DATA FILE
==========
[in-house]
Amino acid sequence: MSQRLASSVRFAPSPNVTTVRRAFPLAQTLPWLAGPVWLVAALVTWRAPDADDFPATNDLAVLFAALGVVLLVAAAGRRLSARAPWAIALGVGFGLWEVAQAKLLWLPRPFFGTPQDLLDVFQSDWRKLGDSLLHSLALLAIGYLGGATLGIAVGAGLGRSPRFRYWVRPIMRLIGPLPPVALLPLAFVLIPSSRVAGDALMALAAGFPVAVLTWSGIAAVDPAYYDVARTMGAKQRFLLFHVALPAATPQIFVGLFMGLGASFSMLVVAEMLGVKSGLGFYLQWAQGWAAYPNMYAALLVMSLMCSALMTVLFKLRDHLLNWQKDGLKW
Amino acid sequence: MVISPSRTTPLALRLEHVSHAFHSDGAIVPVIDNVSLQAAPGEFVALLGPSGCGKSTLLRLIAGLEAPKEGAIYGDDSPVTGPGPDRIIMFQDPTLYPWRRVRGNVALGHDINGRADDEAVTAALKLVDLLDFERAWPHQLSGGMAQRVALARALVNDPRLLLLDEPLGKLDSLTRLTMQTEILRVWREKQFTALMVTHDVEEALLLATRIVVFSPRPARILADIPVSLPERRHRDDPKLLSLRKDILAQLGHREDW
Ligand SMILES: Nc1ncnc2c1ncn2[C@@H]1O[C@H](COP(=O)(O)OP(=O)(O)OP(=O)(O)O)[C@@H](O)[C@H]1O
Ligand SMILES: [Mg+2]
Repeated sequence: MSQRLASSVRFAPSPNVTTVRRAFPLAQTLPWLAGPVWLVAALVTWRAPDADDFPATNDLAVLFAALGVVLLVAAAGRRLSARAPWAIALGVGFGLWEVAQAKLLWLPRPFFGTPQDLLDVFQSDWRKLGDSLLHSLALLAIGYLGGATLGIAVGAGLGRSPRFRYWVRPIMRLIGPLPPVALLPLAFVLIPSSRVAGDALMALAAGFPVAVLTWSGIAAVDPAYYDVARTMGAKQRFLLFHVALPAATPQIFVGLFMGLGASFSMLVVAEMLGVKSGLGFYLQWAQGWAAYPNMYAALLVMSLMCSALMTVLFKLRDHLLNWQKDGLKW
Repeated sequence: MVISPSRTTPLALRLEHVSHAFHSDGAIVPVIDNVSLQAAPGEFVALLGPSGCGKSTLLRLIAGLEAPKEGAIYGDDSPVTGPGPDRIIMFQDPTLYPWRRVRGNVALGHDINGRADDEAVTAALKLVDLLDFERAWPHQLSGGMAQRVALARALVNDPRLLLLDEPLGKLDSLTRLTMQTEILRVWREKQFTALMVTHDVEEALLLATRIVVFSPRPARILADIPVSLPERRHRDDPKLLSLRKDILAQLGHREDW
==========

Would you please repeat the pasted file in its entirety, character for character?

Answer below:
[in-house]
Amino acid sequence: MSQRLASSVRFAPSPNVTTVRRAFPLAQTLPWLAGPVWLVAALVTWRAPDADDFPATNDLAVLFAALGVVLLVAAAGRRLSARAPWAIALGVGFGLWEVAQAKLLWLPRPFFGTPQDLLDVFQSDWRKLGDSLLHSLALLAIGYLGGATLGIAVGAGLGRSPRFRYWVRPIMRLIGPLPPVALLPLAFVLIPSSRVAGDALMALAAGFPVAVLTWSGIAAVDPAYYDVARTMGAKQRFLLFHVALPAATPQIFVGLFMGLGASFSMLVVAEMLGVKSGLGFYLQWAQGWAAYPNMYAALLVMSLMCSALMTVLFKLRDHLLNWQKDGLKW
Amino acid sequence: MVISPSRTTPLALRLEHVSHAFHSDGAIVPVIDNVSLQAAPGEFVALLGPSGCGKSTLLRLIAGLEAPKEGAIYGDDSPVTGPGPDRIIMFQDPTLYPWRRVRGNVALGHDINGRADDEAVTAALKLVDLLDFERAWPHQLSGGMAQRVALARALVNDPRLLLLDEPLGKLDSLTRLTMQTEILRVWREKQFTALMVTHDVEEALLLATRIVVFSPRPARILADIPVSLPERRHRDDPKLLSLRKDILAQLGHREDW
Ligand SMILES: Nc1ncnc2c1ncn2[C@@H]1O[C@H](COP(=O)(O)OP(=O)(O)OP(=O)(O)O)[C@@H](O)[C@H]1O
Ligand SMILES: [Mg+2]
Repeated sequence: MSQRLASSVRFAPSPNVTTVRRAFPLAQTLPWLAGPVWLVAALVTWRAPDADDFPATNDLAVLFAALGVVLLVAAAGRRLSARAPWAIALGVGFGLWEVAQAKLLWLPRPFFGTPQDLLDVFQSDWRKLGDSLLHSLALLAIGYLGGATLGIAVGAGLGRSPRFRYWVRPIMRLIGPLPPVALLPLAFVLIPSSRVAGDALMALAAGFPVAVLTWSGIAAVDPAYYDVARTMGAKQRFLLFHVALPAATPQIFVGLFMGLGASFSMLVVAEMLGVKSGLGFYLQWAQGWAAYPNMYAALLVMSLMCSALMTVLFKLRDHLLNWQKDGLKW
Repeated sequence: MVISPSRTTPLALRLEHVSHAFHSDGAIVPVIDNVSLQAAPGEFVALLGPSGCGKSTLLRLIAGLEAPKEGAIYGDDSPVTGPGPDRIIMFQDPTLYPWRRVRGNVALGHDINGRADDEAVTAALKLVDLLDFERAWPHQLSGGMAQRVALARALVNDPRLLLLDEPLGKLDSLTRLTMQTEILRVWREKQFTALMVTHDVEEALLLATRIVVFSPRPARILADIPVSLPERRHRDDPKLLSLRKDILAQLGHREDW